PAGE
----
"Products based on version 1 will be on retail shelves at Home Depot this summer," he said, noting four prototypes were shown at the Consumer Electronics Show in January. "We will see a wave of version 2 products used in utility smart grid trials this summer, and we could pull together version 3 in a few months," he added.
A version 3 could add support for powerline networks and the Smart Energy 2.0 protocol.
While ambitious, the U-Snap effort has several shortcomings including its costs and lack of broad backing.
Current alliance members include American Electric Power, Google, meter maker Itron, Portland General Electric, Direct Energy, Zensys, and chip companies Gainspan, Marvell and Microchip.
Although a handful of utilities are members of the alliance, it lacks buy in from the largest regional utilities. "We'd love to see the California utilities join, and some of the big systems companies like Whirlpool, Carrier, Honeywell, Panasonic and Samsung," said Haaser, noting TVs, PCs and smart phones should also have access to smart grid nets. Consumer companies want big volumes, the industry, however, is not here yet, according to Haaser.
NIST has expressed concern the alliance is not a formal standards group. Haaser said the alliance has decided it wants to mature its specs before it takes them to formal standards groups which tend to move slowly.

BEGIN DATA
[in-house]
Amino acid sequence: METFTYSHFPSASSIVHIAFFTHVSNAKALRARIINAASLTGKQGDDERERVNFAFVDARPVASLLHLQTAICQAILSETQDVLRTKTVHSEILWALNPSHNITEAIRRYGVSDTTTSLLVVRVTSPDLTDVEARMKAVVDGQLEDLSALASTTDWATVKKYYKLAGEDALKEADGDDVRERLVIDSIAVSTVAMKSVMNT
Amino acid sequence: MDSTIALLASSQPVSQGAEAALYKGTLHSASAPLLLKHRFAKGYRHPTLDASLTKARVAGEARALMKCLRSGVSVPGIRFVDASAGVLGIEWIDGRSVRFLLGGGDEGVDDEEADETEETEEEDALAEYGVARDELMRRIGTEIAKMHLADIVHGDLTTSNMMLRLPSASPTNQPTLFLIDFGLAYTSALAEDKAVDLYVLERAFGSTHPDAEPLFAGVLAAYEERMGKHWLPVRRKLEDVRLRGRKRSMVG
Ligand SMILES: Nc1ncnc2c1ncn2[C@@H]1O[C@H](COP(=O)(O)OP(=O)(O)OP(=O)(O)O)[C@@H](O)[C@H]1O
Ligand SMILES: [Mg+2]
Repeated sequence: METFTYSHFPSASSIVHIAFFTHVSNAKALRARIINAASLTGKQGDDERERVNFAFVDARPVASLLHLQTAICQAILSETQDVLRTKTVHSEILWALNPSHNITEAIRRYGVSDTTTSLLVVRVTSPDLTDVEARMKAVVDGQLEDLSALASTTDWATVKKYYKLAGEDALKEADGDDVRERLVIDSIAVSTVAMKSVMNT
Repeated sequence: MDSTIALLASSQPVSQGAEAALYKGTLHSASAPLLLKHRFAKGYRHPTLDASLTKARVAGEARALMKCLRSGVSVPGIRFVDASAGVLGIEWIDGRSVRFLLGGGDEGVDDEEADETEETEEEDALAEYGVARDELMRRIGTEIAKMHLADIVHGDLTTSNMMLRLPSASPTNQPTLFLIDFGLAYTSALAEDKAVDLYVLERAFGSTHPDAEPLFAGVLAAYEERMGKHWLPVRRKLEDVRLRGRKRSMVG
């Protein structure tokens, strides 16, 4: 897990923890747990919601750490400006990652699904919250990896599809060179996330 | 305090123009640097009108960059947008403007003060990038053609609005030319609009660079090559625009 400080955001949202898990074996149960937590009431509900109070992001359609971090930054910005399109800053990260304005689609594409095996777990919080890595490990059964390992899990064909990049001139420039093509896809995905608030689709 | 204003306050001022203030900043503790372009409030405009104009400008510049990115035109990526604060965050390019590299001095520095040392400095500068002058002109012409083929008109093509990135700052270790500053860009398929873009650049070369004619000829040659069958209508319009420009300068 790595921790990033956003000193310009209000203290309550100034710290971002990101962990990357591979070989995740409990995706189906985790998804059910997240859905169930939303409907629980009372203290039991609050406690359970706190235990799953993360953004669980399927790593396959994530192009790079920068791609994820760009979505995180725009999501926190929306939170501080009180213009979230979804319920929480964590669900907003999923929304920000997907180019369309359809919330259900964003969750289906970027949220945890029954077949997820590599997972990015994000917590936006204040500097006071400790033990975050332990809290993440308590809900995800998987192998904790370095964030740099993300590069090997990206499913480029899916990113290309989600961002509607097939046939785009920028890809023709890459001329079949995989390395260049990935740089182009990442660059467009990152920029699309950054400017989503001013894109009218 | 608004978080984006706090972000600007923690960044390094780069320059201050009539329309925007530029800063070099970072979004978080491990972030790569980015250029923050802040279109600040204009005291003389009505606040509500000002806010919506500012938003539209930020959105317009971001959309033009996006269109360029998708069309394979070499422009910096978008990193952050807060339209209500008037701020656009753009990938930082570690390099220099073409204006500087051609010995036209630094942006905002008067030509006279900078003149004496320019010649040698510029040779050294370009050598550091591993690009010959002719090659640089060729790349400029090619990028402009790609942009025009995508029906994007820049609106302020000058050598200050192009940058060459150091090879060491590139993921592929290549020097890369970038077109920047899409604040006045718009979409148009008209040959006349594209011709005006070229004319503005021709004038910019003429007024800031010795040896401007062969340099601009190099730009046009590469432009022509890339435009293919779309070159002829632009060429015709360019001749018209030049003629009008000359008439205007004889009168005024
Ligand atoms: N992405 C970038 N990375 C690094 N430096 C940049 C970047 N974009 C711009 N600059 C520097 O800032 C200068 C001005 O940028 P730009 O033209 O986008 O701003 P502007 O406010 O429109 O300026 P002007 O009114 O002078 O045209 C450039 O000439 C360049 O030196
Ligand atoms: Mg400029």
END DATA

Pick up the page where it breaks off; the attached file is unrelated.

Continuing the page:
One of the biggest problems with the U-Snap approach is its added costs.
"Modularity has a cost, and it may be too much to support in the appliance industry where a few cents of component cost makes a difference in being profitable or not," said Erich Gunther, chief technology officer for EnerNex. "Also, the mechanical considerations for the physical modular interface vary greatly for different appliances," he said.
"AHAM seems to want to support a much simpler interface that can help them control those costs," he added. Ease of use for consumers is also a concern for appliance makers, said David Wollman, a NIST organiser working on smart grid standards.
"What they are looking for is an agreement on a set of limited standards they can implement straight into an appliance and let it be available nationwide," said Wollman. "They are looking not for four or five standards but a couple—maybe one wired and one wireless#8212;or ideally, just one," he said.
- Rick Merritt